wireless home theater speakers Wireless Speakers

Want “Wireless” Rear Speakers? We’ve Got the Solution!


I thought that wireless speakers would be a thing by now. For decades we hardwired every component together and used physical media for music and videos. And then, seemingly overnight, we cut the cords on everything, and everything went wireless, except for our speakers. But that still hasn’t changed. And before you accuse me of clickbait, hear me out. If you want “wireless” rear (or surround) speakers, we’ve got the solution. And it’s far better than the alternatives. Let’s discuss.

Hiding Wires

Before you head down the path of looking for wireless speakers, you might want to explore how to hide those speaker wires. We’ve got articles about how to do it in a home, in an apartment (or someplace where you can’t put holes in the walls), and in general. Wireless speakers are few and far between (for quality offerings at least). Turning a regular set of speakers wireless (as we will discuss) costs extra money and is never truly wireless. If you can hide speaker wires, that is always the preferable solution. But when you can’t, we’ve got the solution for your wireless rear speakers’ woes!

Why We Keep Typing “Wireless”

Ok, so let’s chat about the elephant in the room. There is no such thing as a wireless rear or surround speaker. At the very least, the speaker will need a power cord. If not, you’d have to charge your rear speakers every once in a while. However, even with this caveat, there are very few options for natively wireless speakers (KEF just released the LSX II speakers but they are like $1400 a pair). Fewer still that can be used as rear or surround speakers out of the box. What we do have readily available are “less-wire” options. But just like anything in AV, it’s not as simple as we would like.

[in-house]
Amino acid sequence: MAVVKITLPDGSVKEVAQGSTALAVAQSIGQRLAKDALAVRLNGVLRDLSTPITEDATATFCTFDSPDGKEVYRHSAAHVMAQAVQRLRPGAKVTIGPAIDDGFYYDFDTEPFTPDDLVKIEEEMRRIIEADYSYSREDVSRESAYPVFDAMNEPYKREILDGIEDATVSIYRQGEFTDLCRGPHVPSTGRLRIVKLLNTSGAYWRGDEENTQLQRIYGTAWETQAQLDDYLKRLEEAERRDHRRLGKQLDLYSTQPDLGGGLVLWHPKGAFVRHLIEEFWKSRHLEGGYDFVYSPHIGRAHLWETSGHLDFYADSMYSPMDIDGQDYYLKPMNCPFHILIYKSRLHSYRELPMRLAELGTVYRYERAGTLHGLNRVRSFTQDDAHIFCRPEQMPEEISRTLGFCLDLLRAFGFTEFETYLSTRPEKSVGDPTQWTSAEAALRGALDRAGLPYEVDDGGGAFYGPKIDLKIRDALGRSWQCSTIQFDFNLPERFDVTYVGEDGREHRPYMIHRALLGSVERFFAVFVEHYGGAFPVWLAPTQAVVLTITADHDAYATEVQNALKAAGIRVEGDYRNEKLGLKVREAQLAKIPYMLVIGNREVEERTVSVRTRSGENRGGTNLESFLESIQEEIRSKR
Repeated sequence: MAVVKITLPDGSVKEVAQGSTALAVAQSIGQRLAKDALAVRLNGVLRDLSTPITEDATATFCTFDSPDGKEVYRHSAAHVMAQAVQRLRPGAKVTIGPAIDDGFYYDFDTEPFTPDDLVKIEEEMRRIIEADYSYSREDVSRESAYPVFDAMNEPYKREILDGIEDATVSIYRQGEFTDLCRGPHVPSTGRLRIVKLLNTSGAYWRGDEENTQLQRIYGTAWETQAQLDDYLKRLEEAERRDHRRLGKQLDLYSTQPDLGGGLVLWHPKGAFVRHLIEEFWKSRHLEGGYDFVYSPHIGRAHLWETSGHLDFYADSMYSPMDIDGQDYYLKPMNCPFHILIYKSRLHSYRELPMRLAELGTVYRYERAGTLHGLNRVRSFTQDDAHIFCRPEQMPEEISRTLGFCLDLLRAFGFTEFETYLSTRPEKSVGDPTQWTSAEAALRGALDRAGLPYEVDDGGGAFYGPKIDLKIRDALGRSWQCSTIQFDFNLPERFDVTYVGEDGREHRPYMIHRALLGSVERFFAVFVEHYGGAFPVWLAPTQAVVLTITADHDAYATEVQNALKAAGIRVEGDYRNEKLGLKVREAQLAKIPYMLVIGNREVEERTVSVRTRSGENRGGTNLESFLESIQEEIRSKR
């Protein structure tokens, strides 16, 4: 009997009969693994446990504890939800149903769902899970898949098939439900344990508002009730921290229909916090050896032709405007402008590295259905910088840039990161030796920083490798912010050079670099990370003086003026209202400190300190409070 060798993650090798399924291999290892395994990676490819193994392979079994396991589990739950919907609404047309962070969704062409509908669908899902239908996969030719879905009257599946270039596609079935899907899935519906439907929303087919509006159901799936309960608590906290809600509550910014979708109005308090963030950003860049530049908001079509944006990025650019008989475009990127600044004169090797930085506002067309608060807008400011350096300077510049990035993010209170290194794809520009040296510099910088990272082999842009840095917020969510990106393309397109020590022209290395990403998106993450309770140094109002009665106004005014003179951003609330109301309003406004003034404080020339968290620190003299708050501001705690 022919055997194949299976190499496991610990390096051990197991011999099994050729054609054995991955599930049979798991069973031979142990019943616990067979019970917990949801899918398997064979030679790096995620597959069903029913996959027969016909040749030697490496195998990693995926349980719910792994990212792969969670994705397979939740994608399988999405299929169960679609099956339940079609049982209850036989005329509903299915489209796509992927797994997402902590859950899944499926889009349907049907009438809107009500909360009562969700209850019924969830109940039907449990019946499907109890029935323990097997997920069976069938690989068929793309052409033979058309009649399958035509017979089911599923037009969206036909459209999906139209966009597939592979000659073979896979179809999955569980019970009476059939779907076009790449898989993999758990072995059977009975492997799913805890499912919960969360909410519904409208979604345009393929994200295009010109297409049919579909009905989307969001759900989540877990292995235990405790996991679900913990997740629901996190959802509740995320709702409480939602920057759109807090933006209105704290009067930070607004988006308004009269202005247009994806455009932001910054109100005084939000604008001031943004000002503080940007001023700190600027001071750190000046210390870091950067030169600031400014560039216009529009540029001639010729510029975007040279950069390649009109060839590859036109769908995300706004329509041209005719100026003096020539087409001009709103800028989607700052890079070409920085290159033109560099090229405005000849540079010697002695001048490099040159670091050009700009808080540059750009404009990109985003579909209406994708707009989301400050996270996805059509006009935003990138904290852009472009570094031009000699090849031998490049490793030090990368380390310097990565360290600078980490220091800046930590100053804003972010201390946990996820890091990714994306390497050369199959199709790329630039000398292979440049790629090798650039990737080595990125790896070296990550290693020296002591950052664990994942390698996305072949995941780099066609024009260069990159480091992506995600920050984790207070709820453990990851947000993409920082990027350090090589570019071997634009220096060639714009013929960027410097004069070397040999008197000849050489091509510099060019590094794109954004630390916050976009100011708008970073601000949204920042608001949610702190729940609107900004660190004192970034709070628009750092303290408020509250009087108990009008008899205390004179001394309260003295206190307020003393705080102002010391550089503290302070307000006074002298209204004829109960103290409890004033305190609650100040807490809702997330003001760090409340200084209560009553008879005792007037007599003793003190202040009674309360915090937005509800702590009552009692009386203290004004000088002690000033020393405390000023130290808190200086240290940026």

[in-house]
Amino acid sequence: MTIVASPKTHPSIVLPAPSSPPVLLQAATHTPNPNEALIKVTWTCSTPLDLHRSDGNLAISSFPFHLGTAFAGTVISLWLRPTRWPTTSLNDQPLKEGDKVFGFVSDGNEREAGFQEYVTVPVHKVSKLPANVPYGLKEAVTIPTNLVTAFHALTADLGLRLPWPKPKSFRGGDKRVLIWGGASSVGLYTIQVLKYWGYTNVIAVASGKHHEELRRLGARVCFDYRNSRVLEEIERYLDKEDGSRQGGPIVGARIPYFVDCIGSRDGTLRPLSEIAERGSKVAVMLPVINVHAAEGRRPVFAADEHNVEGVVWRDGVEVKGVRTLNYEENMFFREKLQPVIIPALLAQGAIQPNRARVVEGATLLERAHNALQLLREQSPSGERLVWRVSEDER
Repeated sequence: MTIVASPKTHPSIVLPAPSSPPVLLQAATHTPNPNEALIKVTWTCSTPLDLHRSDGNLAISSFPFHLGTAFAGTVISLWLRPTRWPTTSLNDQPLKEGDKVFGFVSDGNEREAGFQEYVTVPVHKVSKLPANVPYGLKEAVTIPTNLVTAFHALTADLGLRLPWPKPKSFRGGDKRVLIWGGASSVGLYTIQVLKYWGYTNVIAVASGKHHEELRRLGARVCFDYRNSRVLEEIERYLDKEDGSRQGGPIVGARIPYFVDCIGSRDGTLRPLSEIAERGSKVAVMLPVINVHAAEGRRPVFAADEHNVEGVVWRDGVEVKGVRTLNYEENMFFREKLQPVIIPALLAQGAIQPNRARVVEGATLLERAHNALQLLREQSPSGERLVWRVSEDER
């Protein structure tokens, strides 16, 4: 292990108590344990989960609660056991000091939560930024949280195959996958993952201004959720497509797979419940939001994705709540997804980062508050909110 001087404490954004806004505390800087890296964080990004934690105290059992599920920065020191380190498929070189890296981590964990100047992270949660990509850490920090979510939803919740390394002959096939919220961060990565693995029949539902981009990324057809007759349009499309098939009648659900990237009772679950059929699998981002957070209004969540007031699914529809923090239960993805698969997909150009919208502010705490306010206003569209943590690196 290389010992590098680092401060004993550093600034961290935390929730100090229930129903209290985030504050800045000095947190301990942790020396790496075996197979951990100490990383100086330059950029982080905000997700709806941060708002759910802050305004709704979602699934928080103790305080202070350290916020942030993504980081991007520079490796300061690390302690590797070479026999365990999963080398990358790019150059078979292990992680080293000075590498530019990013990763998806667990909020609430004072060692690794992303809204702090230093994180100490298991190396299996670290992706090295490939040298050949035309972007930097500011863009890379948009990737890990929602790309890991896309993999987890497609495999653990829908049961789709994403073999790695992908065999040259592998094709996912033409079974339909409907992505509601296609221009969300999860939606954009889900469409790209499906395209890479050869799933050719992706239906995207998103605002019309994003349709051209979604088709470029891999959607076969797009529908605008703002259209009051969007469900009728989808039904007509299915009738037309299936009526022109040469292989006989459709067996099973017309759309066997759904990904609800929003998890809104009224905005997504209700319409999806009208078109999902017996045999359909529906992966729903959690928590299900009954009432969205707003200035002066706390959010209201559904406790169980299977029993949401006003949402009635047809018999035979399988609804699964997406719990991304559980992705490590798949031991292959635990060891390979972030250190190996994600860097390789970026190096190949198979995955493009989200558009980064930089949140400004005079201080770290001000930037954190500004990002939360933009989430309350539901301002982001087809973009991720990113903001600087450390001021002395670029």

If You Want Wireless Speakers, You’re Going to Need a Few Things

First, you need to have enough channels available for your rear speakers. If you want to run a 7.1 system, you need an AV receiver with at least seven channels (duh). If you’re going to add Atmos, you need a minimum of seven channels (five floor-level speakers, two overheads), which generally means upgrading to a higher-end AV receiver that can process Atmos. If you want a full 7.1.4 Atmos setup? That’s going to take one of the top-tier AV receivers. You see where this is going!  

Secondly, for our solution for wireless rear speakers, you need to have an AV receiver with pre-outs for each channel (not just the front left and right). Again, if you don’t have this, you will need to upgrade to a receiver with pre-outs, typically higher-end. 

Thirdly, you need a wireless transmitter and receiver to send the signal from your pre-outs. We like the SVS SoundPath Wireless Audio Adapter because it’s relatively inexpensive ($119). If you have a challenging setup, SVS has a tri-band design for a little more money. The Tri-Band option will continually scan for the best reception and switch as needed.